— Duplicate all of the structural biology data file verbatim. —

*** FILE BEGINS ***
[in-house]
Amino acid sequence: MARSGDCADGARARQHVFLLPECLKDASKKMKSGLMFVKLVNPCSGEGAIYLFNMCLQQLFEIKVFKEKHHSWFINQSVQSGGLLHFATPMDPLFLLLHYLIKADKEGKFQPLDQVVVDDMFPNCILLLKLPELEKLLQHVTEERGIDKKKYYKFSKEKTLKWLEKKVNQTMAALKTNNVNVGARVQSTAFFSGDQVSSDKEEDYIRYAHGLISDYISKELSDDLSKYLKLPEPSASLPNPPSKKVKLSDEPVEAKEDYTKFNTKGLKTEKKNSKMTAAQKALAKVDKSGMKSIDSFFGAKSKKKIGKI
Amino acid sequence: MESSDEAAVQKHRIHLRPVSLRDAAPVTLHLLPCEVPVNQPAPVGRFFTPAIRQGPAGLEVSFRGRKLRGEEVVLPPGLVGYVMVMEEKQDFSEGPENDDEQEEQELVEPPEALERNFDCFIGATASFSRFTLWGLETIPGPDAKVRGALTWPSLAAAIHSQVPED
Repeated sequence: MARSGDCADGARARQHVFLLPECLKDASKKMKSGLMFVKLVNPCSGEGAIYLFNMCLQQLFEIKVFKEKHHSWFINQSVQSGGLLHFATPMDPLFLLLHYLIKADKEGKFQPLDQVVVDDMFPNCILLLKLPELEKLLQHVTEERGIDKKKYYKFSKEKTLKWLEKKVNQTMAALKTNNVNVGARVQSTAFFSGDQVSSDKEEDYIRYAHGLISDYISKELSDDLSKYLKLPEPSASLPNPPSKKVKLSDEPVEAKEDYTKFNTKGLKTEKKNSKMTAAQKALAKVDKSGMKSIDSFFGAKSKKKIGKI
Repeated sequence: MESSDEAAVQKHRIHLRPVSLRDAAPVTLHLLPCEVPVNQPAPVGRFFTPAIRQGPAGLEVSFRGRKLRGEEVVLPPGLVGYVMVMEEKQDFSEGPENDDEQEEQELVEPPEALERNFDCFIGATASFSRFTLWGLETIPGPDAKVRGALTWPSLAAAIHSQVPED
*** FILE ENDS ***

[in-house]
Amino acid sequence: MARSGDCADGARARQHVFLLPECLKDASKKMKSGLMFVKLVNPCSGEGAIYLFNMCLQQLFEIKVFKEKHHSWFINQSVQSGGLLHFATPMDPLFLLLHYLIKADKEGKFQPLDQVVVDDMFPNCILLLKLPELEKLLQHVTEERGIDKKKYYKFSKEKTLKWLEKKVNQTMAALKTNNVNVGARVQSTAFFSGDQVSSDKEEDYIRYAHGLISDYISKELSDDLSKYLKLPEPSASLPNPPSKKVKLSDEPVEAKEDYTKFNTKGLKTEKKNSKMTAAQKALAKVDKSGMKSIDSFFGAKSKKKIGKI
Amino acid sequence: MESSDEAAVQKHRIHLRPVSLRDAAPVTLHLLPCEVPVNQPAPVGRFFTPAIRQGPAGLEVSFRGRKLRGEEVVLPPGLVGYVMVMEEKQDFSEGPENDDEQEEQELVEPPEALERNFDCFIGATASFSRFTLWGLETIPGPDAKVRGALTWPSLAAAIHSQVPED
Repeated sequence: MARSGDCADGARARQHVFLLPECLKDASKKMKSGLMFVKLVNPCSGEGAIYLFNMCLQQLFEIKVFKEKHHSWFINQSVQSGGLLHFATPMDPLFLLLHYLIKADKEGKFQPLDQVVVDDMFPNCILLLKLPELEKLLQHVTEERGIDKKKYYKFSKEKTLKWLEKKVNQTMAALKTNNVNVGARVQSTAFFSGDQVSSDKEEDYIRYAHGLISDYISKELSDDLSKYLKLPEPSASLPNPPSKKVKLSDEPVEAKEDYTKFNTKGLKTEKKNSKMTAAQKALAKVDKSGMKSIDSFFGAKSKKKIGKI
Repeated sequence: MESSDEAAVQKHRIHLRPVSLRDAAPVTLHLLPCEVPVNQPAPVGRFFTPAIRQGPAGLEVSFRGRKLRGEEVVLPPGLVGYVMVMEEKQDFSEGPENDDEQEEQELVEPPEALERNFDCFIGATASFSRFTLWGLETIPGPDAKVRGALTWPSLAAAIHSQVPED